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AI / Large Language Models / Software Development

New AI Dev Platform Allows You to Customize Open Source LLMs

Gradient promises to help developers build custom AI systems based on open source LLMs. We spoke to CEO Chris Chang (ex-Netflix AI engineer).
Nov 3rd, 2023 9:37am by
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Image via Gradient.

Gradient is the latest large language model (LLM) application development platform to launch this year. This one caught my attention for a couple of reasons: firstly, it’s founded by people who used to run AI teams at Netflix, Google and Splunk; and secondly, Gradient promises to help developers build custom AI systems based on open source LLMs.

The latter is an indication that the LLM ecosystem is starting to mature — open source generally means expansion of a software market — and becoming less reliant on proprietary systems from the likes of OpenAI and Google.

To find out more about what Gradient offers developers, I spoke to co-founder and CEO Chris Chang, who was previously director of “Studio AI” at Netflix.

Chang explained that Gradient’s developer platform enables users to train open source LLMs on a company’s own data sets, including being able to run inference and fine-tune the models. So far, only three open source LLMs are supported — Llama-2, Bloom-560, and Nous-Hermes-Llama-2 — but the company says “we are actively working to host more open-source models for you to fine-tune.”

Gradient calls its approach “mixture of experts,” or “multi-model systems,” according to Chang. Note that he said multi-model, not multi-modal — the latter involves different forms of media (such as images and videos), whereas multi-model simply means using more than one LLM. Chang added that “all of this is done via an API interface,” so it’s “very developer focused, developer friendly, and really intended to simplify the infrastructure that’s required.”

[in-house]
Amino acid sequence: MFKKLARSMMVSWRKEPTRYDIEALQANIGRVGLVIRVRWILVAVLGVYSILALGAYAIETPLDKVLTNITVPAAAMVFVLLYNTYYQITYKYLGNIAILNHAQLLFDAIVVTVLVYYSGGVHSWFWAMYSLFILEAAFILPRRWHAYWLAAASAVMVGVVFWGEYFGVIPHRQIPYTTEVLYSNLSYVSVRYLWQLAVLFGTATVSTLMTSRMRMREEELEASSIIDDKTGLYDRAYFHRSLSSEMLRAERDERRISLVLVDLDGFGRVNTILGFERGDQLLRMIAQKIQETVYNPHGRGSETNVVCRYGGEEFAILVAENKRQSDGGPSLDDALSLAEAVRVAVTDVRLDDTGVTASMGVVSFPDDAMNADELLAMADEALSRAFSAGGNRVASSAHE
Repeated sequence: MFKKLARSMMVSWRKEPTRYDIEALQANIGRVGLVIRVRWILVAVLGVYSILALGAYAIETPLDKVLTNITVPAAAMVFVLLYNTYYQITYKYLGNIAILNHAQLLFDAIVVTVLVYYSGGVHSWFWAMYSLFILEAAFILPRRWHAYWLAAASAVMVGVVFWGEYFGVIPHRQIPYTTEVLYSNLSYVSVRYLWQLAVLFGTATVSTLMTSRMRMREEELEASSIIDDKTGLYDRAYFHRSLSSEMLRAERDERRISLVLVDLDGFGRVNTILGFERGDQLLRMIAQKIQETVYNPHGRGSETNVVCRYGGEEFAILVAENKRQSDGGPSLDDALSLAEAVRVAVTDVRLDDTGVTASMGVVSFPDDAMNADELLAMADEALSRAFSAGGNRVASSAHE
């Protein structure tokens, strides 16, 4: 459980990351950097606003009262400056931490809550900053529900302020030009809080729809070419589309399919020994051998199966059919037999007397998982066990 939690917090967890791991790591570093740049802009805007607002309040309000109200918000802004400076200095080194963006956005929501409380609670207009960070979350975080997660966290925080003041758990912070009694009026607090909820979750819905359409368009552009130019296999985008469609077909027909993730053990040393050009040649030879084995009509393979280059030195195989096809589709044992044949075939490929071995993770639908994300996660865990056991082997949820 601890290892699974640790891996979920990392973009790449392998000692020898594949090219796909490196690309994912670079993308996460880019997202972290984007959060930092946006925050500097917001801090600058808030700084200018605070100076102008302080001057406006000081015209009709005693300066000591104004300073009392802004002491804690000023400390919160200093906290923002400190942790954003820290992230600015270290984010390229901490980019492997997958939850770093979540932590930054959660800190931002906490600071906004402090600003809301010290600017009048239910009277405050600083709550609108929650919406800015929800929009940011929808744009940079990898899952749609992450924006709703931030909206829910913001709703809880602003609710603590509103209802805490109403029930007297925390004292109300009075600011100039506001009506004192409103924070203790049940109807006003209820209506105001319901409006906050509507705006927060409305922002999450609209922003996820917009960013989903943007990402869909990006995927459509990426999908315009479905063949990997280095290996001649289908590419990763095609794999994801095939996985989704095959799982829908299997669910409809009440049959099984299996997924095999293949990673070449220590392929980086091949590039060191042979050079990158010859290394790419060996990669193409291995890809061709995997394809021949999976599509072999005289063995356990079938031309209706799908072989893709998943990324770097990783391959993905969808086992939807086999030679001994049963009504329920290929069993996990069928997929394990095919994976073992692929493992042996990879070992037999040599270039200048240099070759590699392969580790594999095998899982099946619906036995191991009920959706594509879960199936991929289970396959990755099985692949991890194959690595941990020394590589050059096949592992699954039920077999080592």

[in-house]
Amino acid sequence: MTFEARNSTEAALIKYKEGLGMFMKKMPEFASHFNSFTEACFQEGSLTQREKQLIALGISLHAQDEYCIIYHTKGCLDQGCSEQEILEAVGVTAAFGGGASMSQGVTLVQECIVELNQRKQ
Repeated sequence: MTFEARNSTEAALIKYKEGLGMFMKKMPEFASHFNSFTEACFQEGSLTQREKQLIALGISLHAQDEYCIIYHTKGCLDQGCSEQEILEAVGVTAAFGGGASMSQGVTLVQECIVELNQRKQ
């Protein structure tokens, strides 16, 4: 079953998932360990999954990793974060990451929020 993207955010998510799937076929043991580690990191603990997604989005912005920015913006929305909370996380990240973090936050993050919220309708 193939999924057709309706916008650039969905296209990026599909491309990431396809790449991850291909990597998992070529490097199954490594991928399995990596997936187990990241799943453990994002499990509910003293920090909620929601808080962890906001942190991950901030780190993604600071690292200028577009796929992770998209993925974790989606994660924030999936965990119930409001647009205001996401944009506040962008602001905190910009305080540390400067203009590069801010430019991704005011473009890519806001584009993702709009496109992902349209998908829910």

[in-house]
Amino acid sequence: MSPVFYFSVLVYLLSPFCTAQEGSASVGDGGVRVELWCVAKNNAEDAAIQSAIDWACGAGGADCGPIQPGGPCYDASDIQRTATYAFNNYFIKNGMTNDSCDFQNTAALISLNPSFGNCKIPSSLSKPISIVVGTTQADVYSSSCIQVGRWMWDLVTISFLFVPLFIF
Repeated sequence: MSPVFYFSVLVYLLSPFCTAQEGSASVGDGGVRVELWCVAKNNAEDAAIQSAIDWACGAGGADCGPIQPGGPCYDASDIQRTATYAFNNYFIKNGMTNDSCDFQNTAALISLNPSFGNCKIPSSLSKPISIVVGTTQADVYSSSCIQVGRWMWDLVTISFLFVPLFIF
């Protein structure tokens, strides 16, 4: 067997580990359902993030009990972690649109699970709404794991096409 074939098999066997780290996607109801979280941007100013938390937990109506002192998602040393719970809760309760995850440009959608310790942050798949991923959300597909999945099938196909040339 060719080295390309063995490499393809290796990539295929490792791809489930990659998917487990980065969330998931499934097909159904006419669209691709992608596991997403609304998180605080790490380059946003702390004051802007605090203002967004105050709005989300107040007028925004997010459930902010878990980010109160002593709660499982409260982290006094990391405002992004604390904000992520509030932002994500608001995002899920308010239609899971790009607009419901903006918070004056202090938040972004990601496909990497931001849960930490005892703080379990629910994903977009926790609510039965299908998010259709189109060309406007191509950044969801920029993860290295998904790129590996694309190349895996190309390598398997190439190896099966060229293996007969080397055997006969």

The Development Tools

There are two ways that developers can use Gradient. The first is via the company’s web interface — basically a software-as-a-service platform. Alternatively, devs can use Gradient’s APIs through its SDK (software development kit).

For the web UI, Chang said that you’d typically “upload your training dataset, select the model that you’re trying to train with, and then […] kick off the fine tuning job.”

Chang says that the web UI is designed for “users who are not as developer savvy — maybe an analyst or data scientist who’s more used to massaging the data, versus developing on platforms.”

For professional developers, he continued, “the SDK and CLI allow you to programmatically develop on these models as well.”

The SDK comes in two flavors: Python and JavaScript.

example of JavaScript SDK in action

Example of JavaScript SDK in action.

Like a lot of emerging LLM app platforms, Gradient plays nicely with two popular AI engineering frameworks: LangChain and LlamaIndex. It also integrates well with vector databases.

The final noteworthy thing for developers is that Gradient hosts embeddings, although fine-tuning them is an enterprise-only feature for now.

“We power the embeddings,” said Chang. “So not only do we have the LLM hosted on our service that you can fine-tune, we have embeddings as well. Fine-tuning for embeddings is currently an enterprise-only feature, but we’re working to port that over to our self-service product as well.”

It’s Not All Open: Gradient’s Industry-Specific LLMs